Lives out of Letters: Essays on American Literary Biography and Documentation in Honor of Robert N. Hudspeth

By Robert D. Habich | Go to book overview

Chesnutt’s Forgotten Story

Charles Hackenberry

WHEN SYLVIA LYONS RENDER PUBLISHED THE SHORT FICTION OF CHARLES W. Chesnutt in 1974, she surprised those readers who thought they had seen all the fiction this first professional African American man of letters had written.1 Professor Render had obviously taken the time and made the effort to read Chesnutt’s letters carefully; therein lay clues that led her to many of Chesnutt’s formerly uncollected stories. But there was even more Chesnutt material out there, writing that existed only in manuscript. Let me tell you a story.

In the late 1970s, when I was a long-in-the-tooth graduate student, just turned forty, I went to Fisk University in Nashville to read the treasure trove of materials that had been deposited in the library there by Charles W. Chesnutt’s daughter Helen after she had completed the biography Charles Waddell Chesnutt: Pioneer of the Color Line (1952).2 Remember, this was before the publication of McElrath and Leitz’s edition of Chesnutt’s letters3 or Brodhead’s edition of Chesnutt’s journal.4 Even before William L. Andrews’s excellent The Literary Career of Charles W. Chesnutt.5 The Middle Ages of Chesnutt study.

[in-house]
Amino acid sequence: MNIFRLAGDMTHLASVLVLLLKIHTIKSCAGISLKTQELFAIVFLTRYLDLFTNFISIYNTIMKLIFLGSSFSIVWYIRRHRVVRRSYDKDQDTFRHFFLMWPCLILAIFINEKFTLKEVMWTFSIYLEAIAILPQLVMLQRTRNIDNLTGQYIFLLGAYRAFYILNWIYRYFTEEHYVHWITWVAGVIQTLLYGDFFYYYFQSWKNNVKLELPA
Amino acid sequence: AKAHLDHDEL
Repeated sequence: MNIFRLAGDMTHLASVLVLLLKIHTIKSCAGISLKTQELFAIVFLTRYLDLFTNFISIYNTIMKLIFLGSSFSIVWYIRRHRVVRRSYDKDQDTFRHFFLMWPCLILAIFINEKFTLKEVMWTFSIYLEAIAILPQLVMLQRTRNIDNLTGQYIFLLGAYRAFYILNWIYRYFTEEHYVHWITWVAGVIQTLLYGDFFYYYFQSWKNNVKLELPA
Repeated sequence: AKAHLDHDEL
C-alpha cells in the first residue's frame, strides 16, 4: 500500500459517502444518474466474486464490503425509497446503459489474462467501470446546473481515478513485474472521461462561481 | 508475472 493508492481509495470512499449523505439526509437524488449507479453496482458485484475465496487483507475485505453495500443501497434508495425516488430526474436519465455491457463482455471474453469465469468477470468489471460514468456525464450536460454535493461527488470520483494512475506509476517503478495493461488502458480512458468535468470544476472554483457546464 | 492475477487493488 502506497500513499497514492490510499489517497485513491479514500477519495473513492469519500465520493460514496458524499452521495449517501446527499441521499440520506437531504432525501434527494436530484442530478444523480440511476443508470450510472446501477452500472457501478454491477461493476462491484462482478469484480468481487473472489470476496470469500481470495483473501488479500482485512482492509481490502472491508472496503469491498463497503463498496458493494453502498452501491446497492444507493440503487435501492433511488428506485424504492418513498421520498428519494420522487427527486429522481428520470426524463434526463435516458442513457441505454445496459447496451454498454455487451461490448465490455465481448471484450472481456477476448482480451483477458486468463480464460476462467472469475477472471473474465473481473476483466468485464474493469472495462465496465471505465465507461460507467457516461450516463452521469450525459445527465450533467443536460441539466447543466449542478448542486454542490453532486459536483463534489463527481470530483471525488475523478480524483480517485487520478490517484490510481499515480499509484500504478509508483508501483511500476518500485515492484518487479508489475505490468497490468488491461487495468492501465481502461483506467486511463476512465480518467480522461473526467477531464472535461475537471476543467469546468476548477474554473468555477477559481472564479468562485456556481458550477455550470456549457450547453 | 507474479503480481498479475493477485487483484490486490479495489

In Harrison T. Meserole’s Research Methods 501 (intellectual boot camp, we called it), I had edited three letters written by Chesnutt to Small, Maynard and Company concerning his biography of Frederick Douglass. I learned about Chesnutt’s fiction in a hurry, and after Professor Meserole’s class, I kept reading it avidly, especially after I discovered and devoured Conjure Woman. A truly masterful book, I felt. Why was it I’d never heard of Chesnutt before? Simple: he was decidedly out of fashion after taking a bashing in the late sixties for supposedly being an Uncle Tom.

How easily the critics had forgotten that The House Behind the Cedars had examined closely the special problems of mixed-bloods in American society. How important it had been during its day—the very end of the nineteenth century—to have the biography of an important American black man, Frederick Douglass, written by a man who knew,

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